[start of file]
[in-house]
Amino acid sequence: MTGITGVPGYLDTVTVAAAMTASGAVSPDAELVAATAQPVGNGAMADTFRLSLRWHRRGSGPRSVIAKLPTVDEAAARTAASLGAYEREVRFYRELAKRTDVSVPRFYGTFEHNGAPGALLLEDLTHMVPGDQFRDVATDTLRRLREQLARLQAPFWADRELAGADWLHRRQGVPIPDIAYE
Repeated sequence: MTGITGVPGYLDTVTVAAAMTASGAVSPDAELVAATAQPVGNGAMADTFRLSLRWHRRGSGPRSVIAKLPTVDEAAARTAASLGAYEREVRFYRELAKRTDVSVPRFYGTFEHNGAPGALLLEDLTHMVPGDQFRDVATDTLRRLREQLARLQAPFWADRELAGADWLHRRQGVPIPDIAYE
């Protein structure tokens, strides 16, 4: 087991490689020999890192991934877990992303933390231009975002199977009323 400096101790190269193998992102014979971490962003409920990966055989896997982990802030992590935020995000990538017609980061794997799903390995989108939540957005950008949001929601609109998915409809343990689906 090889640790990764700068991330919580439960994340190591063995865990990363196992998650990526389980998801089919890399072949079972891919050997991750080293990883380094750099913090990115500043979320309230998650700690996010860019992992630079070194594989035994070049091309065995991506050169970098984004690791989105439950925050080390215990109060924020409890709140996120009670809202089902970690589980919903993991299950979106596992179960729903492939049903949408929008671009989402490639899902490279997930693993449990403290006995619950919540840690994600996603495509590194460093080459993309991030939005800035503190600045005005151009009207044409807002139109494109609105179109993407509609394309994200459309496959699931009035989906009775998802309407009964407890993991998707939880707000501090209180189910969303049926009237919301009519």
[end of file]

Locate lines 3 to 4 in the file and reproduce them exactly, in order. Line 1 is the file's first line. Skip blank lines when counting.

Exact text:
Repeated sequence: MTGITGVPGYLDTVTVAAAMTASGAVSPDAELVAATAQPVGNGAMADTFRLSLRWHRRGSGPRSVIAKLPTVDEAAARTAASLGAYEREVRFYRELAKRTDVSVPRFYGTFEHNGAPGALLLEDLTHMVPGDQFRDVATDTLRRLREQLARLQAPFWADRELAGADWLHRRQGVPIPDIAYE
């Protein structure tokens, strides 16, 4: 087991490689020999890192991934877990992303933390231009975002199977009323 400096101790190269193998992102014979971490962003409920990966055989896997982990802030992590935020995000990538017609980061794997799903390995989108939540957005950008949001929601609109998915409809343990689906 090889640790990764700068991330919580439960994340190591063995865990990363196992998650990526389980998801089919890399072949079972891919050997991750080293990883380094750099913090990115500043979320309230998650700690996010860019992992630079070194594989035994070049091309065995991506050169970098984004690791989105439950925050080390215990109060924020409890709140996120009670809202089902970690589980919903993991299950979106596992179960729903492939049903949408929008671009989402490639899902490279997930693993449990403290006995619950919540840690994600996603495509590194460093080459993309991030939005800035503190600045005005151009009207044409807002139109494109609105179109993407509609394309994200459309496959699931009035989906009775998802309407009964407890993991998707939880707000501090209180189910969303049926009237919301009519």